New techniques can beautify concrete buildings
Unattractive concrete tenement blocks in suburbs have given concrete a poor reputation. But new techniques mean that concrete can be used for exciting construction projects and for building robust housing in places with difficult access.
Many suburbs are made up of endless series of unattractive concrete tenement blocks. But in the future these dull buildings can be replaced by exciting, sculptural structures made of a highly ornamented version of the grey material.
Using new techniques for forming concrete, architects and builders can now create very unusual buildings and erect strong, robust houses in places with very difficult access. Flexible textile forms can replace traditional rigid wooden forms, resulting in more versatile construction methods.
Draping, stretching and cutting textiles on forms before the concrete is poured into the forms results in organic and attractively ornamented concrete elements, walls and pillars that can even be made on site, says Anne-Mette Manelius, of the Royal Danish Academy of Fine Arts’ School of Architecture.
Manelius has studied the potential of using textiles as concrete forms and draws her conclusion in her PhD thesis, ‘Fabric formwork for concrete – investigations into formwork and stereogeneity in architectural constructions’.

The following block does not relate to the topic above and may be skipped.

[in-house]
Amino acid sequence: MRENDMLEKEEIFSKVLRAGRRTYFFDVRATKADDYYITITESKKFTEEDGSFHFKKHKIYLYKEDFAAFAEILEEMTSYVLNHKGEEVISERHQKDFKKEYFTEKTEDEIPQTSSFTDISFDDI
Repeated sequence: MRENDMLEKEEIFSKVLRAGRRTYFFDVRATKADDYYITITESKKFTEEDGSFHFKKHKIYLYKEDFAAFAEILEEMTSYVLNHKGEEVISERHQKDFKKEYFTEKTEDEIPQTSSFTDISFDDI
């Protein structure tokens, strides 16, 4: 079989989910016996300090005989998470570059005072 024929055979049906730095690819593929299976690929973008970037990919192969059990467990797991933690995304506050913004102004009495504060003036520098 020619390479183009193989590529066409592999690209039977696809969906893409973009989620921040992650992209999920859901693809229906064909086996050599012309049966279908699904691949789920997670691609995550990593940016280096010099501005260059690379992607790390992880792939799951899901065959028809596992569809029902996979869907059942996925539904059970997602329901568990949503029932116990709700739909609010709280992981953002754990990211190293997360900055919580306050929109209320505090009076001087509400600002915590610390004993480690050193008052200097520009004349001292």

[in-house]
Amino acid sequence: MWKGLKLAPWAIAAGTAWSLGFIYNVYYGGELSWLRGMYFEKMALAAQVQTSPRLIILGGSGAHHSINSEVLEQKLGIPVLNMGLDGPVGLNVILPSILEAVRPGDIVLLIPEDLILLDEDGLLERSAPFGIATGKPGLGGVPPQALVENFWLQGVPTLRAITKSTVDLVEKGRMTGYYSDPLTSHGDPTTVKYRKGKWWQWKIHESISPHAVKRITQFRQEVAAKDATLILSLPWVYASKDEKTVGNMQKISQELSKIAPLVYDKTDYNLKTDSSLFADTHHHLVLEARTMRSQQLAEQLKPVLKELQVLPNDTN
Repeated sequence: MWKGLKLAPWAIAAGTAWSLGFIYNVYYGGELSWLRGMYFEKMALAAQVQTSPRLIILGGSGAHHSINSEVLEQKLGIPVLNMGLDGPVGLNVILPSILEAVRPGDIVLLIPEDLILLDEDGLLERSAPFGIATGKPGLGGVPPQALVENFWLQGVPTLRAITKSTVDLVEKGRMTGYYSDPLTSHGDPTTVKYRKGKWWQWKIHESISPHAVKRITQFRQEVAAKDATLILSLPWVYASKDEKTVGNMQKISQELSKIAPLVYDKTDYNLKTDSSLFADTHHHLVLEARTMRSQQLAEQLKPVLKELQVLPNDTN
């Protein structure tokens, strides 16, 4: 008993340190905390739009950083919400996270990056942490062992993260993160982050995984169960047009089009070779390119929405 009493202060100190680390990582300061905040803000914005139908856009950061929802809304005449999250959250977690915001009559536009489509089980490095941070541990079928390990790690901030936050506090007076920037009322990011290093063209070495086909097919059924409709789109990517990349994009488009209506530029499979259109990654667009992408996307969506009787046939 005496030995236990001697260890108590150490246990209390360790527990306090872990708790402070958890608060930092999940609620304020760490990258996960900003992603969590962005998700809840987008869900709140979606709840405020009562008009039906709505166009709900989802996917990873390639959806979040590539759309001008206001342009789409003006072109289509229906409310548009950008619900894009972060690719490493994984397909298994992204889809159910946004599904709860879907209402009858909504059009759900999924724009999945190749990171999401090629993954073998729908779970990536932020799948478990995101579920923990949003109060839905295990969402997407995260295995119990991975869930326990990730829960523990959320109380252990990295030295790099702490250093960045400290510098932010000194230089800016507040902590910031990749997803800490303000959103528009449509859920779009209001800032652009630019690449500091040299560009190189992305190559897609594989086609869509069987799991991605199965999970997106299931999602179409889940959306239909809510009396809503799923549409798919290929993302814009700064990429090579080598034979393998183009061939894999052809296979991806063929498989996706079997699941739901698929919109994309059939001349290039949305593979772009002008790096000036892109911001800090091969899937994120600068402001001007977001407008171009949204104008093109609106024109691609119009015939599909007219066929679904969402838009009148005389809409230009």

“Many people see concrete as an ugly material with negative associations,” she says. “But I have studied hitherto unseen architectonic possibilities in concrete, as I can see beauty in the ugliness.”
Manelius adds, “Sometimes you get the feeling that architects are the only people who love concrete. But concrete is what you turn it into. And if the people who use concrete as a construction material really put their heart into it, you can see the loving result – as long as you forget the impression created by all the bad concrete architecture that also exists.”
New techniques give new possibilities
When architects and engineers use concrete, they calculate the load-carrying requirements of the construction, design the necessary forms and decide whether and how to reinforce the concrete by casting iron rods in the material.
Concrete elements are cast in rectangular forms to ensure that each element is an exact copy of the previously formed element. This method means concrete is well-suited for building quickly, precisely, uniformly and cheaply.
The technique is very lo-tech because you can use any type of robust textile. This means you can build robust houses in inaccessible locations – for instance in connection with rebuilding Haiti after the earthquake.
But this method has its roots in a tradition that arose before advanced computer programming enabled architects and engineers to calculate geometry, load-carry capacities and shapes.